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In order to explain anything useful about statistics we have to use some sort of algebraic notation. This does not imply you have to be able to 'do' algebra - you just need some idea of what the various symbols are about - and how they tend to go together. Unfortunately, despite what mathematicians may tell you, these symbols are anything but standardized - and all manner of abbreviated notation is in common use. To avoid a great deal of unnecessary suffering - let us 'bite the bullet' and describe one of the most common types of notation using a very familiar statistic.

The mean () (pronounced 'y bar') is commonly written as [ΣY]/n. This is the sum (Σ) of a set of observations (Y), divided by the number of observations in that set (n). (Many standard statistical texts use X instead of Y, and some authors use , or instead of .) Given that even this simple notation may appear in various forms, we would be wise to examine the notation in a little more detail.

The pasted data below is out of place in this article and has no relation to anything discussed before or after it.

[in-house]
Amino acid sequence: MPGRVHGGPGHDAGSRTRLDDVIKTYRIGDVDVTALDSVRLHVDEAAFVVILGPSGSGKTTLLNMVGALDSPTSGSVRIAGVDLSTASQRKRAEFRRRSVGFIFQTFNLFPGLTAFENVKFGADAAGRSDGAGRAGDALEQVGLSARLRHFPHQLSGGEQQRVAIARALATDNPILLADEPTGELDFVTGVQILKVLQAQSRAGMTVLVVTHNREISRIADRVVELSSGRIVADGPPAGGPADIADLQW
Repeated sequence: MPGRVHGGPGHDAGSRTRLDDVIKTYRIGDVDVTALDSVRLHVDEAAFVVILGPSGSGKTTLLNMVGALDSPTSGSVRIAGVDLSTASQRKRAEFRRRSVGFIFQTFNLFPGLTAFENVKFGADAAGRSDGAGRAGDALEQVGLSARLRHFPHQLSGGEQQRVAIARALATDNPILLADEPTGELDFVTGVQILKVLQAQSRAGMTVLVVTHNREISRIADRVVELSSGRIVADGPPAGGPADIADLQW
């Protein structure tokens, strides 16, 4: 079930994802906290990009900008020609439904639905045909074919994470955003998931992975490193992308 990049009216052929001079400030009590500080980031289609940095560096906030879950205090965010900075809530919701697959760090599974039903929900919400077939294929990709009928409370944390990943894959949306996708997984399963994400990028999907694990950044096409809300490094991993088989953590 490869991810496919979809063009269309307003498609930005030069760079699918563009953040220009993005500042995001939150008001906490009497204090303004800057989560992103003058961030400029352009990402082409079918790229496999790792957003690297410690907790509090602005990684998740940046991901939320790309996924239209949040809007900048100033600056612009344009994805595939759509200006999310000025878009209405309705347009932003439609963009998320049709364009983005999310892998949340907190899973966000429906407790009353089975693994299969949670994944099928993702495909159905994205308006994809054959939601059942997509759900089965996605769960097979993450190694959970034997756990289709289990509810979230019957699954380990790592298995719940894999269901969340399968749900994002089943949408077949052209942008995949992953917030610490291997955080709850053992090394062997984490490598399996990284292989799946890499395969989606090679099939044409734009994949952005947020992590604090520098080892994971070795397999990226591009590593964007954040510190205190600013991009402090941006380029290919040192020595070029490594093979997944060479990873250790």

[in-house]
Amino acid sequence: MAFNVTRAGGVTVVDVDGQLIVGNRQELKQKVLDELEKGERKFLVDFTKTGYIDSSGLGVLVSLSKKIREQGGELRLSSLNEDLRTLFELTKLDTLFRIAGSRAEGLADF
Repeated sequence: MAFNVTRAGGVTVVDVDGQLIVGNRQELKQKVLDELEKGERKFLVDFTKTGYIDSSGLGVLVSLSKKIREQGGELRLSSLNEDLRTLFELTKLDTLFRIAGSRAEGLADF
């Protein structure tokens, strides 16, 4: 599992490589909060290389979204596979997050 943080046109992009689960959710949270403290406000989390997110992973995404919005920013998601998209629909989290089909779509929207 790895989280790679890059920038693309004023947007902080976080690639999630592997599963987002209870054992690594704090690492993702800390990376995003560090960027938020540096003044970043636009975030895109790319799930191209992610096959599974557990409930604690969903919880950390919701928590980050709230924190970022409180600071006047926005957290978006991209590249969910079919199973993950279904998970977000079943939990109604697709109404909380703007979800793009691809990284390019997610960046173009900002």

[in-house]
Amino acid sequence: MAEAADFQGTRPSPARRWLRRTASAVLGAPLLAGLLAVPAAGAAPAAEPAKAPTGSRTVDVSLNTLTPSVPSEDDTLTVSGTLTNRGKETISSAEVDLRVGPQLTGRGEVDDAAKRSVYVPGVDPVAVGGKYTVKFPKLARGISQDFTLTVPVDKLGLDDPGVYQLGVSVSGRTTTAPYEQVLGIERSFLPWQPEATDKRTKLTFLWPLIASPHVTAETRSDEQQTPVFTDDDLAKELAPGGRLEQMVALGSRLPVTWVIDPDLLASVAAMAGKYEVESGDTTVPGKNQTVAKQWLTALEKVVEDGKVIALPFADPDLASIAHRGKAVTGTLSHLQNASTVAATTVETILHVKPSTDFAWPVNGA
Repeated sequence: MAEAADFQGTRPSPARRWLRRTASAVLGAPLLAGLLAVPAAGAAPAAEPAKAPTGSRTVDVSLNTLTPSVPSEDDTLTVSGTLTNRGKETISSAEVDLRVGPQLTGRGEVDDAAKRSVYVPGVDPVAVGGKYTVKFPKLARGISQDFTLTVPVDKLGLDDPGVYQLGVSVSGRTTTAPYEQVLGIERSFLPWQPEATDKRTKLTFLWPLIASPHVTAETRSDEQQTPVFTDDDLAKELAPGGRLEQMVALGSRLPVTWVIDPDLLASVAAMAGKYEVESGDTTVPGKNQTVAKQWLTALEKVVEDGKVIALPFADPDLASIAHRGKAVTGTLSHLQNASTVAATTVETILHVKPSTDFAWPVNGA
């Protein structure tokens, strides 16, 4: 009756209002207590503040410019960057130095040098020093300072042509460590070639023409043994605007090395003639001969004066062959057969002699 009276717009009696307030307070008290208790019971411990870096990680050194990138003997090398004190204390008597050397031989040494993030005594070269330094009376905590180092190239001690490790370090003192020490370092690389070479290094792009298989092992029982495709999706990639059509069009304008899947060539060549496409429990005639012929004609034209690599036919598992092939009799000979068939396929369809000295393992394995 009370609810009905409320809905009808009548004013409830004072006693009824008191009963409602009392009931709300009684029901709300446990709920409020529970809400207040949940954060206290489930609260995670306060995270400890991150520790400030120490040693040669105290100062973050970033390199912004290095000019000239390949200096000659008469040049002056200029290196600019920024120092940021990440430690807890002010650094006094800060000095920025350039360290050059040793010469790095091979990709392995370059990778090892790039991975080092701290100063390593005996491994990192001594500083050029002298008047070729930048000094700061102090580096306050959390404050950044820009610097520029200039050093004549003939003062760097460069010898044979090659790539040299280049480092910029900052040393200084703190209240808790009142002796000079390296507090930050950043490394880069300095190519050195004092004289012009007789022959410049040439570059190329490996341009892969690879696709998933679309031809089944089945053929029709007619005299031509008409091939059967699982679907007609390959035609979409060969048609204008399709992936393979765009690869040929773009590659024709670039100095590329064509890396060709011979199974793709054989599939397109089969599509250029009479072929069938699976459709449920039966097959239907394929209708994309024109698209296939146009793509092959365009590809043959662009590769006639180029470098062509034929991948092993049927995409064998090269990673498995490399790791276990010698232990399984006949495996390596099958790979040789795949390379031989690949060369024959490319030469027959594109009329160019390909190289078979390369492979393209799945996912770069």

To keep us in touch with reality, let us define variable Y as milligrams of active ingredient (a.i.) per ml of a dewormer - assayed in our laboratory. Let's say we take seven samples of the dewormer. Each of these can be considered as a separate observation, or replicate:

Sample number: 1234567
mg a.i. dewormer 121104111107104100102

Then we could describe each observation of variable Y like this:

Observation: Y1Y2Y3Y4Y5Y6Y7
mg a.i. dewormer 121104111107104100102

To save space we can abbreviate this list of observations to Y1, Y2, Y3, ... Yn
where n is the number of observations, and Yn is the nth observation of the variable Y

So the 'sum of Y' is Y1 + Y2 + Y3 + ... Yn
or, to save space, we can use Y to indicate the entire set of observations.

To save space, instead of writing 'the sum of Y', this may be written as Σ[Y] - or, more briefly, as ΣY - pronounced 'Sigma Y'.

Alternately, if you wish to be explicit, you could write this as:      Σ(Y1, Y2, Y3, ... Yn)

Which can be abbreviated to:        i=n Yi 

Where i stands for observation numbers 1 to 7, in our current list of (n) measurements. The subscript (the expression below Σ) and the superscript (the expression above sigma) indicate the first and last items to be included in the sum.

Y1-7 =        121104111107104100 102

i =

1 23456 7

We can abbreviate the above formula in various ways.

Such as:        Σ Yi    or    Σ Yi    or    Σ Yi    or    Σ(Y)
  i=1     i        

Let us use the simplest of these notations.

In this case Σ Y   =   749    for n = 7 observations

So our mean    =    Σ Y    =    749   =   101 mg per ml
  n   7